How Biogas is Created From Farmed Animal Suffering

How Biogas is Created From Farmed Animal Suffering

Biogas production is a popular scheme among mega-farms that capitalizes on the waste produced by farmed animals touted as renewable energy, but it’s perpetuating animal suffering and posing serious environmental hazards.

Animal agriculture is a leading cause of the climate crisis, generating about 20% of global greenhouse gas (GHG) emissions leading to enormous amounts of animal cruelty and environmental degradation. Researchers continue to back this climate science with a recent study by Stanford University and the University of California, Berkeley, exploring the effects of a global phase-out of animal agriculture on the environment, yielding results showing the damning reality of animal-ag. If, over a 15-year span, animal agriculture was eliminated worldwide, carbon dioxide emissions would be reduced by 68% through the year 2100, according to a Stanford News blog.

While a complete, worldwide elimination of animal agriculture would be ideal but highly unlikely in 15 years, some industries are seizing opportunities to market these harmful GHG emissions as a renewable fuel source and an easy solution in mitigating the climate crisis at the hands of animal agriculture. Enter biogas. 

Biogas is the use of “anaerobic digesters to capture emissions from manure lagoons, which creates a new fuel source and new revenue stream from the waste,” according to a report by the Center for Agriculture and Food Systems at Vermont Law and Graduate School. Anaerobic digesters are processes that use microorganisms to break down organic matter without the presence of oxygen. 

To create an ideal environment for this digestion to take place, a few key ingredients are needed: thousands of animals packed in concentrated animal feeding operations (CAFOs), billions of pounds of their waste accumulating, massive manure lagoons, and tarps or domes to trap the gas emitted from the excrement lagoons. The emissions from the lagoons, consisting mainly of methane and carbon dioxide, can be captured, creating what is sometimes called “biomethane” or “compost gas” which can be used to generate electricity. Factory farm producers can be granted tax credits based on the biogas generated and collect revenue.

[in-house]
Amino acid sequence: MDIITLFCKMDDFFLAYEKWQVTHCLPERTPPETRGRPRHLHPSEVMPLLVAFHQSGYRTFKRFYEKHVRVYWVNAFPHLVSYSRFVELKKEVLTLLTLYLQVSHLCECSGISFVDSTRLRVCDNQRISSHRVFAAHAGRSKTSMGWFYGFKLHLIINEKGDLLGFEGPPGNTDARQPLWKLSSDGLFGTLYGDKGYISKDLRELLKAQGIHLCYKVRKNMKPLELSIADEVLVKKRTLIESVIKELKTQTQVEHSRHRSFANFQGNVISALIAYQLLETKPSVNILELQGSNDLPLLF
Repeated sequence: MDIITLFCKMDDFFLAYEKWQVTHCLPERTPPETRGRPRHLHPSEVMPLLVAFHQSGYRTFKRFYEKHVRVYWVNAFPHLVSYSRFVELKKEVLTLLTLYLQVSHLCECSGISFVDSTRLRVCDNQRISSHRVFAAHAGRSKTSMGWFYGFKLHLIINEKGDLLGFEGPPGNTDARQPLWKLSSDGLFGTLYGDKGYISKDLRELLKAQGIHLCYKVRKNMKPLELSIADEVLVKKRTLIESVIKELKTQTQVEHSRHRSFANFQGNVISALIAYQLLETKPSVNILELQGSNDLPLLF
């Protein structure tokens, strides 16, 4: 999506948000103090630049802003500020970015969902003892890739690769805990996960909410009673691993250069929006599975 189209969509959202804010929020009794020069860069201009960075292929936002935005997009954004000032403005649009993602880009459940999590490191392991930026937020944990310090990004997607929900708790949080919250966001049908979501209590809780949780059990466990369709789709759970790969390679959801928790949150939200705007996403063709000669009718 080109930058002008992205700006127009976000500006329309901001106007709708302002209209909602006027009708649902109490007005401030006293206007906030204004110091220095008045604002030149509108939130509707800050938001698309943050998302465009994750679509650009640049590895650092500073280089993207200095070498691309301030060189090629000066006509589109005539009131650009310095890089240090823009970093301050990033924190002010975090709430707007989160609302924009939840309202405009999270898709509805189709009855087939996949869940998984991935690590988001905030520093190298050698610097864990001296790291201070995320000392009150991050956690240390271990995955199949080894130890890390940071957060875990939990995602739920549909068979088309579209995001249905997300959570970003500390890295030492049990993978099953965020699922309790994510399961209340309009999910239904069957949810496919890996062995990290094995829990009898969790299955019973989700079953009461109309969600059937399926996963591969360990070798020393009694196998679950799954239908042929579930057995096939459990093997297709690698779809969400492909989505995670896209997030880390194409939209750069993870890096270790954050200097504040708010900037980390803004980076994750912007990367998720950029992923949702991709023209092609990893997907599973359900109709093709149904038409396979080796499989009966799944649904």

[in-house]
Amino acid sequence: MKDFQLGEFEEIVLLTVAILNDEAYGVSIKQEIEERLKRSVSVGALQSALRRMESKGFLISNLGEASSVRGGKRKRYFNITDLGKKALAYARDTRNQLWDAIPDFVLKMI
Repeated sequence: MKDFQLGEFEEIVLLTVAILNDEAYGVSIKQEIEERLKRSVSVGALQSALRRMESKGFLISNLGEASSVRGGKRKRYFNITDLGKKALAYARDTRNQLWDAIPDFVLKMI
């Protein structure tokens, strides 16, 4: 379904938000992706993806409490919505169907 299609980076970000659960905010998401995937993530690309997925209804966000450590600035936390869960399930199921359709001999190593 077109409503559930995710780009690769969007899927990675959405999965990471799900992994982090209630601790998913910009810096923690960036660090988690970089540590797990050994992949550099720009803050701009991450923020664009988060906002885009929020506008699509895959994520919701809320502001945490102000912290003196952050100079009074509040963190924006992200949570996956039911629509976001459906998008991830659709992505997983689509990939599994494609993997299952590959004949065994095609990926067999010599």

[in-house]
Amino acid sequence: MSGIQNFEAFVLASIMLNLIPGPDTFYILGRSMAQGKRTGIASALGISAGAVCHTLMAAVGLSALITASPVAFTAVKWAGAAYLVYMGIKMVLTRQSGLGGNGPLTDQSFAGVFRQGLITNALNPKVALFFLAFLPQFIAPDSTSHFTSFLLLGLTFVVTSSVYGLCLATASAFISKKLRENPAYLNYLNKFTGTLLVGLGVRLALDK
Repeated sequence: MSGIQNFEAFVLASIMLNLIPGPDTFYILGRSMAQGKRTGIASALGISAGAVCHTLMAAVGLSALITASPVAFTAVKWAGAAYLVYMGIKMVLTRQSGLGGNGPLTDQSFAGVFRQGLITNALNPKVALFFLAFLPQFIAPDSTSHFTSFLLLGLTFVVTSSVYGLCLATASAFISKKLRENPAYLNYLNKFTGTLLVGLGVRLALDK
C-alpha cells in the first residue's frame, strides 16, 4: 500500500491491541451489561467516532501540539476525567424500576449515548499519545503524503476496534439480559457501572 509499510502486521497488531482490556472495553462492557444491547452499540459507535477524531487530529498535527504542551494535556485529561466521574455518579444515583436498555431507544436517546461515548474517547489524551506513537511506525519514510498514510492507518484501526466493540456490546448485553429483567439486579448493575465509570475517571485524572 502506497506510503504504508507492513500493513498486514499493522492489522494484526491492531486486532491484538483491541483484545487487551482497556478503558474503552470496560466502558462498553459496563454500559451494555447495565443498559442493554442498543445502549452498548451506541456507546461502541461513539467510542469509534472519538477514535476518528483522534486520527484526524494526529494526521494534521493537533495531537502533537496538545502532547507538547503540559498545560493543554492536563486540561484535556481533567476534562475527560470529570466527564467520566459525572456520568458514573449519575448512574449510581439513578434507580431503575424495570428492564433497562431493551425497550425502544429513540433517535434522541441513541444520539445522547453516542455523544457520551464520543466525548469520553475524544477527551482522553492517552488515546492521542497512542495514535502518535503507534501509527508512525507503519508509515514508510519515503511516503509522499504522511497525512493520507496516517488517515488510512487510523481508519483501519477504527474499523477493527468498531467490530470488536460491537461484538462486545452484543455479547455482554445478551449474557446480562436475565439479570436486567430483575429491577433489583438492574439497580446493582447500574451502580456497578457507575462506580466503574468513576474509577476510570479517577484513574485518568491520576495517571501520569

The common denominator for these biogas production operations is a bleak and cruel one: farmed animals suffering at CAFOs. Picture a windowless warehouse packed with animals in small boxes or stalls. When these animals urinate, defecate, or bleed, the waste drops and cakes the floor which must be flushed with thousands of gallons of water every day, creating a river of manure sludge racing past the ankles of the animals who are made to stand in their own excrement. This waste river drains into a dome or tarp-covered manure lagoon, where the process of capturing gas emissions begins, followed by transport to a facility for processing via pipeline.


CAFOs can house anywhere from hundreds to millions of suffering animals and most often hold dairy cows, pigs, and chickens captive, but even the smallest ones can generate the urine and feces equivalent to thousands of people. 

In 2016, the Duke Office of Sustainability released a report detailing the impact CAFOs can have on water quality. According to the document, 17 states reported animal-feeding operations as one of their top 10 sources of groundwater contamination. In North Carolina alone, one of three states collectively responsible for raising over half the nation’s pigs for slaughter, animal feeding operations were reported to be the number one source of impairment for over 250 miles of rivers and streams. These types of operations are also often found in low-income, minority communities.

In a methane emissions reduction plan released by the White House in 2021, the Biden administration outlined biogas as a tool to reduce methane emissions in animal agriculture, with plans to establish a task force dedicated to “the collection and use of methane for on-farm renewable energy applications,” while launching “a new public-private partnership to promote biogas policies, programs, and research.”

Biogas is a classic example of “greenwashing” which is marketing deception at its core, persuading the public that an idea, item, process, or policy is environmentally friendly. Because there are so many animals who tragically find themselves as part of the animal agriculture industry, America, and many other parts of the world, has an ominous waste containment problem.

Want to make a personal impact in the lives of farmed animals and help the environment at the same time? Check out our free vegan starter guide for help in making the compassionate choice to leave animals off your plate. You can also learn more about the climate crisis our world is facing and how you can help animals who call our planet home.

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